Hana Podolská, ‘the Czech Coco Channel’

Hana Podolská, photo: Carola, Archives of the Museum of Decorative Arts in Prague
The equestrian countess’s story is not so well known today because it was supressed by the Communist regime for ideological reasons. Others profiled in the Renner’s book who had their careers cut short (and fruits of their labour seized) include Hana Podolská, who built up a family fashion empire during the First Republic.

“Hana Podolská – there’s an important moment that’s not in the text. Before I had the idea for this book, I was in the Krkonoše Mountains in a private museum that had a dress designed by her, a small black one, with very nice fabric. And I thought, Oh, it’s quite important! I must find out about her.

Because every woman needs a ‘little black dress’…

“Yes, and she’s the ‘Czech Coco Chanel’, you know? A little black dress – malé černé šaty – and it was really so modern, so nice. It was almost a hundred years old, but it was magnificent!”

There is not enough time to highlight all the women profiled in First-Brave-Unique. But I was curious to learn which had most inspired Jana Renner when she was herself a schoolgirl.

Vlasta Kálalová Di Lotti, ‘Albert Schweitzer in a skirt’

Vlasta Kálalová Di Lotti, photo: Public Domain
The first that came to her mind was the physician Vlasta Kálalová Di Lotti, an expert in tropical diseases nicknamed “Albert Schweitzer in a skirt”. She established the Czechoslovak Surgical Institute in Iraq in the early 1920s and was said to have been fluent in over a dozen languages. The other was Martina Navrátilová, one of the best tennis players of all time, with 18 Grand Slam singles titles to her name.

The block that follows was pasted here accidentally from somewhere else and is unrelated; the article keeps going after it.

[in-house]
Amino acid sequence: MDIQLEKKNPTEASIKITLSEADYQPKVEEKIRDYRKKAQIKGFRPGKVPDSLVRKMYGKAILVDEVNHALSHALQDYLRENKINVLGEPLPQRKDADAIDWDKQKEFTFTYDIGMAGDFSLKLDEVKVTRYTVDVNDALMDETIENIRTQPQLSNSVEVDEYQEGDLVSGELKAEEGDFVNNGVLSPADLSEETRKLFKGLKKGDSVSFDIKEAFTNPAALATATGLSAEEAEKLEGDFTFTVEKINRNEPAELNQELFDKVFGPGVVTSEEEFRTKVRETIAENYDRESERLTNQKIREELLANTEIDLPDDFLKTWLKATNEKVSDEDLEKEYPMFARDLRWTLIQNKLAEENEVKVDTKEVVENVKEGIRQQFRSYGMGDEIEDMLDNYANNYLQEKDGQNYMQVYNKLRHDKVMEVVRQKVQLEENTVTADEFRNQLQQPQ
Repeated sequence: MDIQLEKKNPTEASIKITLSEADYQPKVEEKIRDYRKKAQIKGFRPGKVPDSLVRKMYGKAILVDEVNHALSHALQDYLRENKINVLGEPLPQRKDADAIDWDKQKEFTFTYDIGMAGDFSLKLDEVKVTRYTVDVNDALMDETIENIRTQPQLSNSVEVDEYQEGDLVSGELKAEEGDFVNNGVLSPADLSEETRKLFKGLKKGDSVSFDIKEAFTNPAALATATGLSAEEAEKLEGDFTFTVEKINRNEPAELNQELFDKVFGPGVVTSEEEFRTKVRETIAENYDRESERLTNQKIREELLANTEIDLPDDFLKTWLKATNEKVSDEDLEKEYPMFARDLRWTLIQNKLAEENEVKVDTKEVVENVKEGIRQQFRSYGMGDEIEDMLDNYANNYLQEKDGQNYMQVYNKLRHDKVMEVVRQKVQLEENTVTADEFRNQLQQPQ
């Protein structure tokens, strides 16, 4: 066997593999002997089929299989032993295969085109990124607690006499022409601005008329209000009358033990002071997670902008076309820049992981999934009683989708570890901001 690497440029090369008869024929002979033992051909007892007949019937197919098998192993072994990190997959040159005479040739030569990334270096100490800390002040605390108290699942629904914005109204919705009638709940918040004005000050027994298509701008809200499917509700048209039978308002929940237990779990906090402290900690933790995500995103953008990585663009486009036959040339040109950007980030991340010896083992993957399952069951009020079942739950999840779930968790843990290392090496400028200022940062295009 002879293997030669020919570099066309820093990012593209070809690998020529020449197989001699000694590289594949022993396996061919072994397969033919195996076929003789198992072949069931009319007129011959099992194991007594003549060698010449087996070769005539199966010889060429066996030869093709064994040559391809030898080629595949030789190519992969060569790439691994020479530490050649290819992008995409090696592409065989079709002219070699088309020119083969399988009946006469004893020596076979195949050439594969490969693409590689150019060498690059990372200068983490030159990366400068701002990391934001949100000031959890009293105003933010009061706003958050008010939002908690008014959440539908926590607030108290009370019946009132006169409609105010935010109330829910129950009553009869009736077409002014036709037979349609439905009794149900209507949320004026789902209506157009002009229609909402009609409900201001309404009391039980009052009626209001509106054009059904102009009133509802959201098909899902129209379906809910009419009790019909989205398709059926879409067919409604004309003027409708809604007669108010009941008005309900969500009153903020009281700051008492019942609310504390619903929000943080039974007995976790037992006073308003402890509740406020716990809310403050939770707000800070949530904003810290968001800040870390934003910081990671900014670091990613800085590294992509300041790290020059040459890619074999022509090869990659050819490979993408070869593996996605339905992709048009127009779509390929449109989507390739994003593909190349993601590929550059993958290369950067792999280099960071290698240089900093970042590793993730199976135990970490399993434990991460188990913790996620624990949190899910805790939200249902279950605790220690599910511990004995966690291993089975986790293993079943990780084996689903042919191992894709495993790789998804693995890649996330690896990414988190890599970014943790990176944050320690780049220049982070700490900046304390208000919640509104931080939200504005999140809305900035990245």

“I remember when I was maybe 14 years old, I was reading a book about Vlasta Kálalová Di Lotti’s life by Ilona Borská – called Doktorka z domu Trubačů – and I remember being so excited.

“She decided in 1919, one hundred years ago, to go to Baghdad, where she established a Czech hospital and specialised in tropical illnesses. But not only this – she was an entomologist as well and did research for the National Museum and established a big collection of insects.

“From my childhood there was this Vlasta Kálalová Di Lotti and in the end Martina Navrátilová. I was reading a book about her at around the same time, and I was very surprised – she was also very brave.

“Navrátilová left Czechoslovakia when she was nineteen. She started from nothing and became one of the most famous tennis players in the world. She was very brave because she told the truth about herself [her sexual orientation], and that it should not be taboo, and that there were many others.”

Jana Renner, currently head of education and public relations the National Pedagogical Museum and Library of J. A. Comenius, wrote First-Brave-Unique with a teenage audience in mind. But she says she has been delighted to learn of a wider readership.

“I found out that the youngest is a two-year-old girl. And the oldest is ninety-three.”